Fuqi Feipian

Fuqi Feipian


Everyone who loves Sichuan food should try this dish now. Fuqi feipian (fq fèipiàn) is as authentically Sichuan as possible. In a dish of beef and tripe, chile oil and Sichuan peppercorns combine to create a dish that will keep you returning for more and more of it!


It is customary in Sichuan cuisine to offer the appetizer fuqi feipian at room temperature. Tender slices of beef and tripe are slathered in a spicy numbing sauce made up of chili oil, Sichuan peppercorns, garlic, sesame, and vinegar, with a touch of sugar to balance off the heat. Chinese celery, cilantro, and peanuts bring out the best in this dish.

It’s also got a fascinating backstory. Because of its cheap components, the meal was already popular among Chengdu street vendors in the 1930s. Until then, it was simply known as “husband and wife lung slices” or “fuqi feipian” (literally, “husband and wife lung slices”).

It was given its current name by a Chengdu married couple who were well-known for their unique take on the meal. As a result, the term “fuqi feipian” was coined.

Despite the fact that the dish’s name contains the word “lung,” I have yet to come across a recipe that calls for it. To make the dish sound a little more pleasant, the character for “fei” was initially used in the name as “waste bits” or “offal,” but it was later altered to the character for “lung.”

No, no, no, no, no. I’m genuinely trying to sell this to you.


Okay, so if you’re not a fan of tripe, you can skip this post and move on to the next one. Fuqi feipian, on the other hand, has been on our list of things to do for YEARS.

This is the first thing our family orders when we go to a Sichuan restaurant. It’s an absolute must. Do you know what else is an absolute necessity? (Dan Dan Noodles: Noodles in Danger.)

This dish’s flavor and texture combination are unbeatable. The honeycomb texture of the sauce clings well to the tripe, which is sharp and not at all chewy.

The tongue and heart, when thinly sliced, provide a rich, meaty flavor that’s to die for. Nonetheless, we used beef shank in our recipe to make things easier for the home cook.

Justin, my former friend turned co-conspirator, has taken a shine to it as well. Although Justin wasn’t raised on tripe or much of a genuine Chinese diet, we’re inclined to believe he was once Chinese. His favorite dishes include bitter melon, grass jelly, and fuqi feipian.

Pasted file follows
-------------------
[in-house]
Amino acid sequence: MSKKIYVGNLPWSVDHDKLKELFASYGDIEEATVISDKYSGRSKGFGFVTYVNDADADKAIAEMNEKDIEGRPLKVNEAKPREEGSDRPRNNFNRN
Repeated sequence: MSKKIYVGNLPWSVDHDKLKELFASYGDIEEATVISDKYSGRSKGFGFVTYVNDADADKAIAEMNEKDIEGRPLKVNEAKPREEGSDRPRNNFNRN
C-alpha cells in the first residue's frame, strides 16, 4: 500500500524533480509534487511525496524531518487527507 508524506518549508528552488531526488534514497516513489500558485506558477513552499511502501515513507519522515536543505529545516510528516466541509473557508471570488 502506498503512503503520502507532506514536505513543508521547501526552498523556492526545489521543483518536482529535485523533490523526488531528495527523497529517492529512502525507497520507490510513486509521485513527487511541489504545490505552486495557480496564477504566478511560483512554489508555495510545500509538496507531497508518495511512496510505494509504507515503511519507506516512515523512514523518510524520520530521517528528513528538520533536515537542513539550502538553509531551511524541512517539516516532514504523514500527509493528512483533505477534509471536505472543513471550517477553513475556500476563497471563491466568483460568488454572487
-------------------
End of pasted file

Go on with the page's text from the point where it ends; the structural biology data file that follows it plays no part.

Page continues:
What do you think? You may enjoy this dish as much as I do!



  • 2 lb. of beef shank(900g)
  • 1 1/2 lb. of honeycomb beef tripe
  • 5 slices of ginger
  • 3 pcs. of scallions
  • 2 tsp. of Sichuan peppercorns
  • 1 tsp. of cumin seeds
  • 1 tsp. of coriander seeds
  • 1 tsp. of black or white peppercorns (or a mix of both, 3g)
  • 3 pcs. of cloves
  • 3 pcs. of bay leaves
  • 1 pc. of cinnamon stick
  • 1/2 dried tangerine peel
  • 2 pcs. of star anise
  • 1 black cardamom pod (optional)
  • 2 white cardamom pods (optional
  • 1/3 cup of Shaoxing wine
  • 1/3 cup of light soy sauce
  • 1 tbsp. of dark soy sauce (optional)
  • 70 g of rock sugar


  • 1/4 cup of braising liquid
  • 1/4 cup of chili oil (can add more or less to taste)
  • 2 cloves of garlic (finely minced)
  • 1 tsp. of Sichuan peppercorn powder
  • 1 tbsp. of toasted sesame seeds
  • 2 tsp. of Chinese black vinegar
  • 1 tbsp. of light soy sauce
  • 1 1/2 tsp. of sugar
  • 1/4 tsp. of salt (or to taste)


  • 1/3 cup of Chinese celery(finely chopped)
  • 1/4 cup of roasted peanuts (chopped)
  • 2 tbsp. Of cilantro (chopped)


  1. Toss in the beef shank and tripe, along with the ginger, into a big pot and fill with new water—Cook for 1 minute at a high temperature when it has come to a boil. Put the beef shin, tripe, and ginger in cool water and carefully drain and rinse.
  2. Add the meat, tripe, and ginger back into the saucepan after rinsing it. A saucepan of fresh water should be brought to a boil, then add the scallions as well as the rest of the aromatic spices (the Sichuan peppercorns through the rock sugar). You don’t want the braising liquid to taste salty or saline. However, if you prefer your meat to be darker colored, dark soy sauce is a choice.
  3. Then, add the water and bring it to a boil. Simmer for 45 minutes with the lid on, using a low heat setting.
  4. To prepare it for slicing, remove the braising liquid from the meat, turn off the heat and let it cool fully (about 4 hours). If you try to cut the meat while it’s still hot, you’ll end up with a mushy mess.
  5. While you’re waiting, prepare the dressing or sauce. Add the braising liquid, chili oil, garlic, Sichuan peppercorn powder, sesame seeds, Chinese black vinegar, light soy sauce, sugar, and salt to the braising liquid and mix thoroughly.
  6. On an angle, slice the beef and tripe thinly and mix with the Chinese celery so that you may get bigger pieces of meat and tripe. Add the cilantro and peanuts on top.

Share this post

Share on facebook
Share on linkedin
Share on twitter